64. I. Singh, A. S. Sheoran, Q. Zhang, A. Carville, and S. Tzipori, “Sensitivity and specificity of a monoclonal antibody-based fluorescence assay for detecting Enterocytozoon bieneusi spores in feces of simian immunodeficiency virus-infected macaques,” Clinical and Diagnostic Laboratory Immunology, vol. 12, no. 10, pp. 1141–1144, 2005. View at Publisher · View at Google Scholar · View at PubMed
  65. A. S. Sheoran, X. Feng, I. Singh et al., “Monoclonal antibodies against Enterocytozoon bieneusi of human origin,” Clinical and Diagnostic Laboratory Immunology, vol. 12, no. 9, pp. 1109–1113, 2005. View at Publisher · View at Google Scholar · View at PubMed
  66. C. N. Jordan, A. M. Zajac, K. S. Snowden, and D. S. Lindsay, “Direct agglutination test for Encephalitozoon cuniculi,” Veterinary Parasitology, vol. 135, no. 3-4, pp. 235–240, 2006. View at Publisher · View at Google Scholar · View at PubMed
  67. I. F. Abou El Naga, M. R. Gaafar, L. A. El-Zawawy, D. El-Said, and S. F. Mossallam, “The utility of direct agglutination (DAT) and fast agglutination screening (FAST) tests in serodiagnosis of experimental microsporidiosis,” Journal of the Egyptian Society of Parasitology, vol. 38, no. 3, pp. 903–918, 2008. View at Google Scholar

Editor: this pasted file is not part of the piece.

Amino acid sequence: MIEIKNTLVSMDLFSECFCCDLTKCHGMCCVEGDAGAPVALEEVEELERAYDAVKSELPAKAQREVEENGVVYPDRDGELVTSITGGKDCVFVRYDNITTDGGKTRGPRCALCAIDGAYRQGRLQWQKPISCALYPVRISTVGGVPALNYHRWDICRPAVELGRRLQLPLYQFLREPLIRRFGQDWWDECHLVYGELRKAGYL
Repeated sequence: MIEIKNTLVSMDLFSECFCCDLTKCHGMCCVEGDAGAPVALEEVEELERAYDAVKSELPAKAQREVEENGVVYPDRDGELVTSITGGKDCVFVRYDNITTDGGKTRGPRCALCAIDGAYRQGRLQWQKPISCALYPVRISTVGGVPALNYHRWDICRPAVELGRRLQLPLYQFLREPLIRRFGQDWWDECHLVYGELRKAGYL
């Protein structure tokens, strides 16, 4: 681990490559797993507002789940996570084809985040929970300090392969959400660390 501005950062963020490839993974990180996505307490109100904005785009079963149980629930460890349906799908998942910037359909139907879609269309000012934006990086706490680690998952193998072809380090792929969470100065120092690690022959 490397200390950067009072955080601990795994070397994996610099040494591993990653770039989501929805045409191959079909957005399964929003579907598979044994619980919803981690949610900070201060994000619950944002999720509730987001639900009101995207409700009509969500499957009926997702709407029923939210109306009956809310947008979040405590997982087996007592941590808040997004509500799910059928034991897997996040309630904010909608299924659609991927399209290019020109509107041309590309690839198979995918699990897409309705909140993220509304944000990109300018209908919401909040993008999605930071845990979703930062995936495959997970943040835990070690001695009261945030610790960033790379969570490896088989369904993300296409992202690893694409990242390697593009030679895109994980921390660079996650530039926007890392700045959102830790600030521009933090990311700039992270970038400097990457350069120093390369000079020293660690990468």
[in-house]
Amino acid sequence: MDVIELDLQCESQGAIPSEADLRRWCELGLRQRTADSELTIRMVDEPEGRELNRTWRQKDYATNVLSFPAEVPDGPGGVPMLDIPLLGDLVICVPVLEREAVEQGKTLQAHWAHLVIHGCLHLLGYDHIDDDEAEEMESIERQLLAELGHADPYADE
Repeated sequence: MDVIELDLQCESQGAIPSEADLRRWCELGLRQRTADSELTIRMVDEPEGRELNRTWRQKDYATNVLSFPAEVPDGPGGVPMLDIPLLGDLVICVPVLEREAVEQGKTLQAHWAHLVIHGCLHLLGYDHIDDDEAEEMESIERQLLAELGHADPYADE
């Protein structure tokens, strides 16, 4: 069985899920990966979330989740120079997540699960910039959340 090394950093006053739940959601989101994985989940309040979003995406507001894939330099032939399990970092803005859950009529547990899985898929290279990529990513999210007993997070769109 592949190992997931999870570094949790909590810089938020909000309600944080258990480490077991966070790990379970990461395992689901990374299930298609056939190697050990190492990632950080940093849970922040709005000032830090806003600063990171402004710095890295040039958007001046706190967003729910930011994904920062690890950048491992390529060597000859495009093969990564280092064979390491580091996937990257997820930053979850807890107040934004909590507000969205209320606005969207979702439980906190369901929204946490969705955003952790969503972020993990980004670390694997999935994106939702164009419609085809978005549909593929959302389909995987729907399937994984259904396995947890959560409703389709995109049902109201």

68. Z. Kucerova-Pospisilova and O. Ditrich, “The serological surveillance of several groups of patients using antigens of Encephalitozoon hellem and E. cuniculi antibodies to microsporidia in patients,” Folia Parasitologica, vol. 45, no. 2, pp. 108–112, 1998. View at Google Scholar
  69. M. Wittner and L. M. Weiss, The Microsporidia and Microsporidiosis, American Society for Microbiology, Washington, DC, USA, 1999.
  70. S. W. Avery and A. H. Undeen, “The isolation of microsporidia and other pathogens from concentrated ditch water,” Journal of the American Mosquito Control Association, vol. 3, no. 1, pp. 54–58, 1987. View at Google Scholar